In the seventh line of the sieve, it reads
for j = i × i; j <= maxN; j++:
Shouldn't it be
for j = i × i; j <= maxN; j += i:
??

(24 Sep '12, 01:24) tijoforyou3★

I've allowed myself to fix this :) So now the pseudocode is fine.

(24 Sep '12, 01:30) anton_lunyov ♦6★

Supossing that we handle all the pair numbers. All i will be odd and j+= i will change from even to odd. We can speed up a little if we use j += i+i

(25 Sep '12, 03:50) gareve4★

totally got stumped by this question although i see that coal scam is fairly easy, but more people did this? Somehow the statement "The ith integer is the Xth smallest integer in the first i integers, where X is either 1 or a prime number." gives me a headache when i think about it :D

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answered 24 Sep '12, 21:12

foofoo's gravatar image

2★foofoo
764
accept rate: 0%

Instead of having an array primes, you can build array pperm on the fly having a variable counting how many primes are under the number. This was a difference between TLE and AC for me.

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answered 24 Sep '12, 01:24

bcurcio's gravatar image

5★bcurcio
3991416
accept rate: 0%

Hi ALL ,

I am not getting the question itself can someone help me please . what are the result for N=4 , I want to know brute force approach for this also.

Thanks A lot

(24 Sep '12, 12:11) arvindpurohit3★
1

@arvindpurohit For N = 4, the answer is 18.

I believe you know there are 24 permutations for N = 4. If the answer is claimed to be 18, then we claim that 6 of these permutations are not valid.

1 2 3 4
1 3 2 4
2 1 3 4
2 3 1 4
3 1 2 4
3 2 1 4

Claim: All the above 6 permutations for N=4 are not valid.

Reason: the 4th number in each of them is 4. 4s rank among the first 4 numbers {1, 2, 3, 4} is "X = 4". This rank X (= 4), is neither a prime nor 1. Hence, it is not valid.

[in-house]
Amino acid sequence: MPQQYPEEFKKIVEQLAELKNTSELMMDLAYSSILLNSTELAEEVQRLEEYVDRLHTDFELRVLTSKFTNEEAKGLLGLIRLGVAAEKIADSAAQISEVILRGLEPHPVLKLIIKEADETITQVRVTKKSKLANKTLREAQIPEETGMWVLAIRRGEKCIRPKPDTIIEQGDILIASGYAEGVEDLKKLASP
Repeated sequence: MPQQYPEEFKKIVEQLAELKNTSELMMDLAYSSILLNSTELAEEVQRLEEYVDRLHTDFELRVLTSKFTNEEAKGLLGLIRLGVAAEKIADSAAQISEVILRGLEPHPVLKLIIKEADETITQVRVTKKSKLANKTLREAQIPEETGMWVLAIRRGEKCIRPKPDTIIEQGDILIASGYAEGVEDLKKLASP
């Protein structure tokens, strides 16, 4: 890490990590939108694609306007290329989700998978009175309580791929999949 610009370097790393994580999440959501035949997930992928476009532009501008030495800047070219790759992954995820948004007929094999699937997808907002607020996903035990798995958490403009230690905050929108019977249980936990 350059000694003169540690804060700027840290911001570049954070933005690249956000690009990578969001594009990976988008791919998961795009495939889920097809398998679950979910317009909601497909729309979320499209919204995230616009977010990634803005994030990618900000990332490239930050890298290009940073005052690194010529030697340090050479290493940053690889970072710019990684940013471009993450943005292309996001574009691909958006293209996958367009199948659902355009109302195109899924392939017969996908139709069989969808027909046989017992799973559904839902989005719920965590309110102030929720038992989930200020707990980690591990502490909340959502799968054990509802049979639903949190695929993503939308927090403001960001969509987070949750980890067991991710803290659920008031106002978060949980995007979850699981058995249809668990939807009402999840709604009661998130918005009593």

(24 Sep '12, 13:16) gamabunta1★

@gamabunta : Thanks for your reply. I am still struggling to understand the i-th integer is the X-th smallest integer in the first i integers, where X is 1 or a prime number

(25 Sep '12, 18:19) arvindpurohit3★
1

Let our permutation be p1,...,pn. Consider the number pi. Let there exist exactly X numbers <=pi among p1,...,pi. Then X should be 1 or a prime number. In other words if we sort numbers p1,...,pi in ascending order, then X is a position of pi in this sorted array.

(25 Sep '12, 20:08) anton_lunyov ♦6★

What was the memory limit for this problem (or is there global memory limit for every kind of problems)? Solution that I submitted during contest (http://www.codechef.com/viewsolution/1370382) contains 3 arrays (2 for longs, 1 for boolean) and I got Runtime Error. This approach fits in 177M (memory that is usually shown for java programs). I know this problem can be solved with one int array, but I'm curious about memory limitations.

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answered 24 Sep '12, 17:18

ksh78's gravatar image

5★ksh78
11
accept rate: 0%

1

you have to realize that 177M is memory used by JVM, not only yours objects

In FAQ is written

64 MB is guaranteed

maybe that's -Xmx 64M for Java program, but I'm not sure.

Look at my submission for TEST problem, I'm not using 178MB of memory

(24 Sep '12, 17:57) betlista ♦♦3★

pperm[1] = 1

pperm[i] = (1 + primes[i]) × pperm[i-1]

i want to know how you got this formulae ???.... anyone plz me ???......
or anytheorem behind this formulae ???

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answered 30 Sep '12, 12:36

yesjee's gravatar image

2★yesjee
11
accept rate: 0%

edited 30 Sep '12, 12:46

I am doing the same way..still getting tle..can anyone help please ? http://www.codechef.com/viewsolution/4397044

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answered 28 Jul '14, 17:12

rach8's gravatar image

2★rach8
13
accept rate: 0%

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question asked: 24 Sep '12, 00:56

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last updated: 24 May '16, 11:24